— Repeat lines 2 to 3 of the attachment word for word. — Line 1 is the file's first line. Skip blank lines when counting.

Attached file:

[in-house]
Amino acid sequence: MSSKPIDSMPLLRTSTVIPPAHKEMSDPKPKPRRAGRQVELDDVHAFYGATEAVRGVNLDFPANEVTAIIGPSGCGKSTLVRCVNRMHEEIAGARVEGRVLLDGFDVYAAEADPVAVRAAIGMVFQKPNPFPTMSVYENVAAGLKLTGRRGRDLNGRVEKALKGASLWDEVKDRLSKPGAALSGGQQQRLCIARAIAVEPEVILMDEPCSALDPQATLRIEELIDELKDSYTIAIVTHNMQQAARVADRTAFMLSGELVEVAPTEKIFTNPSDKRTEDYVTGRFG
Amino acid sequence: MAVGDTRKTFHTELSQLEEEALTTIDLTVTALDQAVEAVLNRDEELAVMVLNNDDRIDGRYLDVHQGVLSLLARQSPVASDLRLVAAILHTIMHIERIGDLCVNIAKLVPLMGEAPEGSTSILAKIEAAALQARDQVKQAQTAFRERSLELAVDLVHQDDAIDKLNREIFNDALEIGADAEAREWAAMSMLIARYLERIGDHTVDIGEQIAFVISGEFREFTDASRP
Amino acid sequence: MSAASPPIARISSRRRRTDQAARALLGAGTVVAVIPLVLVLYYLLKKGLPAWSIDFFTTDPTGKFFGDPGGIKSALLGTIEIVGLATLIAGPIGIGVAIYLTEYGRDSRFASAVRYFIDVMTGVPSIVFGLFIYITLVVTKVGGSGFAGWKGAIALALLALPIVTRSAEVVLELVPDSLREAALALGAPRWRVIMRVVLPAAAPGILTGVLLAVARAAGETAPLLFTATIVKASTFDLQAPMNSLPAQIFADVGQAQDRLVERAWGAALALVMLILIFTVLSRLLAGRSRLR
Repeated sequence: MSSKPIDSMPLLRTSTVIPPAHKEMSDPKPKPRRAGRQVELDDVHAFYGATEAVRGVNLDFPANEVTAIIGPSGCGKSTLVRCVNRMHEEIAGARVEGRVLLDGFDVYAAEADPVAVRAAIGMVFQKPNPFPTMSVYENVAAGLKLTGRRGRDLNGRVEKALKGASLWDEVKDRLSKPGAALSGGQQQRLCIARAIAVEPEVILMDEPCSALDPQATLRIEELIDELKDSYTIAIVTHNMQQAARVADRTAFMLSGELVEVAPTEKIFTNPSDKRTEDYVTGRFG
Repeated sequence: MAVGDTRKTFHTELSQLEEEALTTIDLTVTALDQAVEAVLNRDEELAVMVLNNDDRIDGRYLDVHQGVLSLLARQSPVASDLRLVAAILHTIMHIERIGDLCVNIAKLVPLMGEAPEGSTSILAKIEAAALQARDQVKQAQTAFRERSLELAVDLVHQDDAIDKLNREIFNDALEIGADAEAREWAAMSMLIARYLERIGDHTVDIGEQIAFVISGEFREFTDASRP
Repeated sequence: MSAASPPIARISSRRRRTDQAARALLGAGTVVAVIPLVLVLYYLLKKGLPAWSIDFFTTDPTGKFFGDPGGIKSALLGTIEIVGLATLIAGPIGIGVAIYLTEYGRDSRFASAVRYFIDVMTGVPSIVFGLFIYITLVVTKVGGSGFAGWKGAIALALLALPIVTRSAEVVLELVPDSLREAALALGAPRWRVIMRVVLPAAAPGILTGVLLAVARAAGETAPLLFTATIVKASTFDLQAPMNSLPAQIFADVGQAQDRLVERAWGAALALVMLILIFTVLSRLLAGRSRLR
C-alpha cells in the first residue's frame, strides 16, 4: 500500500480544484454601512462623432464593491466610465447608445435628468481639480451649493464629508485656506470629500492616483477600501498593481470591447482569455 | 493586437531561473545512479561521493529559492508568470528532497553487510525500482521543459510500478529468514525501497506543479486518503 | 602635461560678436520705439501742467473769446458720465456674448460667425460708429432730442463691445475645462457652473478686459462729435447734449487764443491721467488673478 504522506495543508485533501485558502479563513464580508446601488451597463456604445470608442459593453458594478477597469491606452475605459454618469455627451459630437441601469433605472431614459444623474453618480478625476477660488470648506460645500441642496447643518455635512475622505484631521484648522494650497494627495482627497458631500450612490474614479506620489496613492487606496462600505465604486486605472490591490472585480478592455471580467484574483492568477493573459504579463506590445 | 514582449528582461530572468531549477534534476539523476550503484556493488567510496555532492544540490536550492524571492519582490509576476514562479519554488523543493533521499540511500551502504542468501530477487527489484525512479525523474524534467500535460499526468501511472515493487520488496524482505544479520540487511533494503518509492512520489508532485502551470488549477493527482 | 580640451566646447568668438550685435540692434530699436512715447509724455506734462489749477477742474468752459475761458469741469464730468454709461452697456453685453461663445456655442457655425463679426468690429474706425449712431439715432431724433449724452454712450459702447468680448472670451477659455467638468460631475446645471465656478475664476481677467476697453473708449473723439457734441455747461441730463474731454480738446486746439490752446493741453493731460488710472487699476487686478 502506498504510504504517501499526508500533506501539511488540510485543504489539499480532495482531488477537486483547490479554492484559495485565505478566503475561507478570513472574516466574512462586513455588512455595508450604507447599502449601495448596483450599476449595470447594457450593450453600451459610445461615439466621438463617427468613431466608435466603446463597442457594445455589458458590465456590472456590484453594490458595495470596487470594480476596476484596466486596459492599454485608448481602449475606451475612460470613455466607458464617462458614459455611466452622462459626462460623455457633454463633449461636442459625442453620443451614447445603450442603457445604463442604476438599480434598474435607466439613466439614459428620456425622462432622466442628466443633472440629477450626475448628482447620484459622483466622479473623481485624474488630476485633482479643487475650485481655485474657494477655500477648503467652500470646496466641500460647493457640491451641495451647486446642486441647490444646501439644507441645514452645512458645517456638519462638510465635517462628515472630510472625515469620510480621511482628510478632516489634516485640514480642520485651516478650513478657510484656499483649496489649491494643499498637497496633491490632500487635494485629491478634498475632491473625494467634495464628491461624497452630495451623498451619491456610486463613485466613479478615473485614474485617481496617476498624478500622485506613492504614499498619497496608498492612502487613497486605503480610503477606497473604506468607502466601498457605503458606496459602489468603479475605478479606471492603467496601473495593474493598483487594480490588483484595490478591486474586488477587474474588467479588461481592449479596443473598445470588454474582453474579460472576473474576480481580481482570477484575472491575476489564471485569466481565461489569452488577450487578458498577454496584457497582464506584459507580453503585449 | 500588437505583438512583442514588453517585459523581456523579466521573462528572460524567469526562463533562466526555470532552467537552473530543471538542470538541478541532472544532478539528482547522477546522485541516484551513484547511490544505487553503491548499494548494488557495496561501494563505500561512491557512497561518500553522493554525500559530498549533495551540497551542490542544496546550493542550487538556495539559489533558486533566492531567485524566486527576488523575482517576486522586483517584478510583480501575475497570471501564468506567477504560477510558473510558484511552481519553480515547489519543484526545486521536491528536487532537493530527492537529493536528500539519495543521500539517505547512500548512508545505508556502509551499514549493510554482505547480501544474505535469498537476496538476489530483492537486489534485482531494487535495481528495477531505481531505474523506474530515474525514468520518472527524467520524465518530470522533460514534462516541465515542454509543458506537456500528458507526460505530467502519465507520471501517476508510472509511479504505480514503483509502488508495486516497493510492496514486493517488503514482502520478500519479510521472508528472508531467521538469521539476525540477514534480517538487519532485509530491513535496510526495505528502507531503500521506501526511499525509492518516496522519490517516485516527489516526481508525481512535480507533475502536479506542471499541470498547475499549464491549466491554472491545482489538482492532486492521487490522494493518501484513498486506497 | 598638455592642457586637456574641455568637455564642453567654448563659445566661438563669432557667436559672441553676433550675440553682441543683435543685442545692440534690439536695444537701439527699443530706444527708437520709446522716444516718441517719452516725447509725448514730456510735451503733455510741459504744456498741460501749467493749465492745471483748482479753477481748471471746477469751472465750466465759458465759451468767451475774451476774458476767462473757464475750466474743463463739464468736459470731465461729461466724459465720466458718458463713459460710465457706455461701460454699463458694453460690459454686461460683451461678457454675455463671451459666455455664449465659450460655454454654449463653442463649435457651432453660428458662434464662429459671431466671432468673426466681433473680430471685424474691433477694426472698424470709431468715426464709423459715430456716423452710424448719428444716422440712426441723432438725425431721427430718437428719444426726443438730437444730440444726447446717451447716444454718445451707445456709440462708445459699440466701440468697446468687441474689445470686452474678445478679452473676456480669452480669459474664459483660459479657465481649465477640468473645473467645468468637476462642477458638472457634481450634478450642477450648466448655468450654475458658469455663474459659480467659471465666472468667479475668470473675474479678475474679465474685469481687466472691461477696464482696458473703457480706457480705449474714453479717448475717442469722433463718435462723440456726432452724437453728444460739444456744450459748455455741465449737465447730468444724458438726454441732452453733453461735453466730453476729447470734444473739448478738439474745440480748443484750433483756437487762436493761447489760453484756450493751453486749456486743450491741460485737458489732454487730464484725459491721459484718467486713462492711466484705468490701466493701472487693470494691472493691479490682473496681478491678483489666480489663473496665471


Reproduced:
Amino acid sequence: MSSKPIDSMPLLRTSTVIPPAHKEMSDPKPKPRRAGRQVELDDVHAFYGATEAVRGVNLDFPANEVTAIIGPSGCGKSTLVRCVNRMHEEIAGARVEGRVLLDGFDVYAAEADPVAVRAAIGMVFQKPNPFPTMSVYENVAAGLKLTGRRGRDLNGRVEKALKGASLWDEVKDRLSKPGAALSGGQQQRLCIARAIAVEPEVILMDEPCSALDPQATLRIEELIDELKDSYTIAIVTHNMQQAARVADRTAFMLSGELVEVAPTEKIFTNPSDKRTEDYVTGRFG
Amino acid sequence: MAVGDTRKTFHTELSQLEEEALTTIDLTVTALDQAVEAVLNRDEELAVMVLNNDDRIDGRYLDVHQGVLSLLARQSPVASDLRLVAAILHTIMHIERIGDLCVNIAKLVPLMGEAPEGSTSILAKIEAAALQARDQVKQAQTAFRERSLELAVDLVHQDDAIDKLNREIFNDALEIGADAEAREWAAMSMLIARYLERIGDHTVDIGEQIAFVISGEFREFTDASRP